Diet for a Hyper Dog

A dog's hyperactivity may be related to diet.

A dog's hyperactivity may be related to diet.

A hyperactive pooch can be tiring for everyone in the house, except for maybe the pooch himself. Fortunately, for most overactive dogs, some simple changes to diet and exercise can make life much more calm.

Feed a Natural Diet

The first step in calming your canine companion is to check the ingredient list on his food. Many inexpensive dog foods are filled with sugar, salt, by-products and artificial ingredients. These cheap "junk" foods can have the same effect on dogs that they have on children, often making them hyperactive, jittery and anxious. Look for foods with no by-products, sugar, salt or artificial colors and flavors. Sometimes, a simple change to a more natural food can help with hyperactive behaviors.

Try a Limited Ingredient Diet

Your hyper pup may have an allergy to a particular protein, grain or other ingredient, the allergic reaction can sometimes look like hyperactivity. If changing to a more natural diet doesn't seem to help, look for a limited ingredient diet that has a unique protein your dog has never had before. Venison, buffalo and turkey are good choices. Try to find a food with no grains and limited other ingredients to try to rule out a food allergy.

Lower the Protein

Your pooch's hyperactive behavior may be the result of too much of a good thing. Dogs turn protein into energy. If your dog's food has a high level of protein, his hyper behavior may be an attempt to use up all of that energy. Dog foods with high protein levels usually are made for dogs who spend a good bit of the day in motion running, working or playing. Don't feed your dog below the Association of American Feed Control Officials guidelines unless directed by your veterinarian, but a small decrease in protein may lower your dog's activity level.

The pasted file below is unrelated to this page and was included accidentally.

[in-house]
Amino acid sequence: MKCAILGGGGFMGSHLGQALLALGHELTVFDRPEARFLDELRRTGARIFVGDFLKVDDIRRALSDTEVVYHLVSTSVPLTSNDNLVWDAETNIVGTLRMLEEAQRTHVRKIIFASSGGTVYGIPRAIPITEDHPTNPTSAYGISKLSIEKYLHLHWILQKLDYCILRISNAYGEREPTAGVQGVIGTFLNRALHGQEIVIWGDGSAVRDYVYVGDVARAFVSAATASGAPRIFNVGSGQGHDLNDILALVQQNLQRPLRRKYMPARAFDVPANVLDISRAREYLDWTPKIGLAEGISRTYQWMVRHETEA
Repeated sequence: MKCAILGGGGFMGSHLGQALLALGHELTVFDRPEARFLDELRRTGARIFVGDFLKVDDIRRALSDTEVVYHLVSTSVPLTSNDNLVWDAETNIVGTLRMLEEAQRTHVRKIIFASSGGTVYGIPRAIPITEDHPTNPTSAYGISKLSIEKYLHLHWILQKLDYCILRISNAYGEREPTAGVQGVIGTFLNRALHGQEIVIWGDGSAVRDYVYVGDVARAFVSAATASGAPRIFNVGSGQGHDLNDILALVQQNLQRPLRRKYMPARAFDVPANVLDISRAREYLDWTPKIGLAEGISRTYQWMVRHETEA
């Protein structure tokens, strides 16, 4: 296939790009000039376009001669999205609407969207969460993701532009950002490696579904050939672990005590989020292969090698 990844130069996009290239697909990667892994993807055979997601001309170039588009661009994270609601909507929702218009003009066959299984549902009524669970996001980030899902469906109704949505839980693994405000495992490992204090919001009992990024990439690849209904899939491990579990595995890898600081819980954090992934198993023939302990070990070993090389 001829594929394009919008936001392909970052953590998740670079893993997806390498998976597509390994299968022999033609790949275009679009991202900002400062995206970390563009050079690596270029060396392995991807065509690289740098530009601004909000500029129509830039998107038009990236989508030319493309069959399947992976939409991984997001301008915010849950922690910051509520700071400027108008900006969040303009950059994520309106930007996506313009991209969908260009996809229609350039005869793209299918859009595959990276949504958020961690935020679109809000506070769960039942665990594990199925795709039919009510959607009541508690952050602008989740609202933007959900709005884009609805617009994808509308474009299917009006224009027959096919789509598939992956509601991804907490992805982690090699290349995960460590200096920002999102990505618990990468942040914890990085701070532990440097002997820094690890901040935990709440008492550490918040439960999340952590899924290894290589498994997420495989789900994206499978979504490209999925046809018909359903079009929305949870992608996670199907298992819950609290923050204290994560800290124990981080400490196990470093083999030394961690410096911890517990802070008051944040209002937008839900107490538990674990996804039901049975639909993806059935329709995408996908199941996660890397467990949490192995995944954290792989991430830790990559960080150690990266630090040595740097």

Exercise May Be The Answer

Your dog's hyperactivity may not be related to his food at all. If you have a dog bred for a job, you may need to change his exercise and not his diet. Herding and retrieving dogs are designed to spend hours every day working. Most of our family pets don't get the level of exercise they originally were bred to get. Consider training your pup for agility, Frisbee or herding competitions to help burn up some of that innate energy. Doggy day cares and daily dog walkers also can help get your pooch the exercise he needs.

Vet Tests to Consider

A doggy version of ADHD, attention deficit hyperactivity disorder, called hyperkinesis does exist. According to veterinarian Karen Becker, hyperkinesis is rare but can be diagnosed by an experienced veterinarian. In these cases, medication can help calm your pup. Some dogs with thyroid issues also may be hyperactive. Luckily, a simple blood test can determine if this is the problem and medication can be effective. So, if diet changes and exercise don't solve your pup's hyperactivity, a trip to the vet is in order.

 

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